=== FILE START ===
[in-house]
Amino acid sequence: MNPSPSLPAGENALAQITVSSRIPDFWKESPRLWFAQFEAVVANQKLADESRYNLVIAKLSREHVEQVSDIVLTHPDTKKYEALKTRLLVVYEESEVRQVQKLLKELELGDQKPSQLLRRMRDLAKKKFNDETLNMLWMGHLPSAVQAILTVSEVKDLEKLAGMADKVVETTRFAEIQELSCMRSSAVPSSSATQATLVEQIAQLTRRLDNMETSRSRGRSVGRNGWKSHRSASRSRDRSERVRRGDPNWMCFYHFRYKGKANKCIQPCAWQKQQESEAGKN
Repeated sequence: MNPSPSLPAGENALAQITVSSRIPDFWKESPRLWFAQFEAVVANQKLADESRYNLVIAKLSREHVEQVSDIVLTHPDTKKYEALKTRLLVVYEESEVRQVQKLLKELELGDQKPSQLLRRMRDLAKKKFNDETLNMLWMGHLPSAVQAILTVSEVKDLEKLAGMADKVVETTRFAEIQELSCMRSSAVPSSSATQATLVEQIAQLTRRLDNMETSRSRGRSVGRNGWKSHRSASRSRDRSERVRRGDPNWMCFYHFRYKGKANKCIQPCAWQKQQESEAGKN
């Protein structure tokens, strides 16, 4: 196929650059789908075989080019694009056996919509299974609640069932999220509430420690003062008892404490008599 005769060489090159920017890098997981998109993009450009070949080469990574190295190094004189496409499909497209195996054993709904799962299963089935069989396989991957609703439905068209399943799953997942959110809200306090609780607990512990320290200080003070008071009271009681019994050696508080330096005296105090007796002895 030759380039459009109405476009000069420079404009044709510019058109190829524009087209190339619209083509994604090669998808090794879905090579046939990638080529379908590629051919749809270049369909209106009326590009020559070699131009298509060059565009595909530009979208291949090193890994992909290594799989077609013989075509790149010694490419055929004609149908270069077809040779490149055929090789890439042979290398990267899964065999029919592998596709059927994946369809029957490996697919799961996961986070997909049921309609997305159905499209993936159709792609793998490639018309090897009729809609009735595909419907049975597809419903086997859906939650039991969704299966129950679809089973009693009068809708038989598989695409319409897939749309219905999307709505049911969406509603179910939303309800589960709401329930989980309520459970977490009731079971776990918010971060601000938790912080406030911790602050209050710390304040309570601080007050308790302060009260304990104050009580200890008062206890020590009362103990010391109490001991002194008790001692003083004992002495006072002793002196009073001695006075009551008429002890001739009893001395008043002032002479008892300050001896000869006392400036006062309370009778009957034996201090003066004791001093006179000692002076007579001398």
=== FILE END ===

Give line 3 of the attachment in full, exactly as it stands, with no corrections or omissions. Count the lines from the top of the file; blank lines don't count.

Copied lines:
Repeated sequence: MNPSPSLPAGENALAQITVSSRIPDFWKESPRLWFAQFEAVVANQKLADESRYNLVIAKLSREHVEQVSDIVLTHPDTKKYEALKTRLLVVYEESEVRQVQKLLKELELGDQKPSQLLRRMRDLAKKKFNDETLNMLWMGHLPSAVQAILTVSEVKDLEKLAGMADKVVETTRFAEIQELSCMRSSAVPSSSATQATLVEQIAQLTRRLDNMETSRSRGRSVGRNGWKSHRSASRSRDRSERVRRGDPNWMCFYHFRYKGKANKCIQPCAWQKQQESEAGKN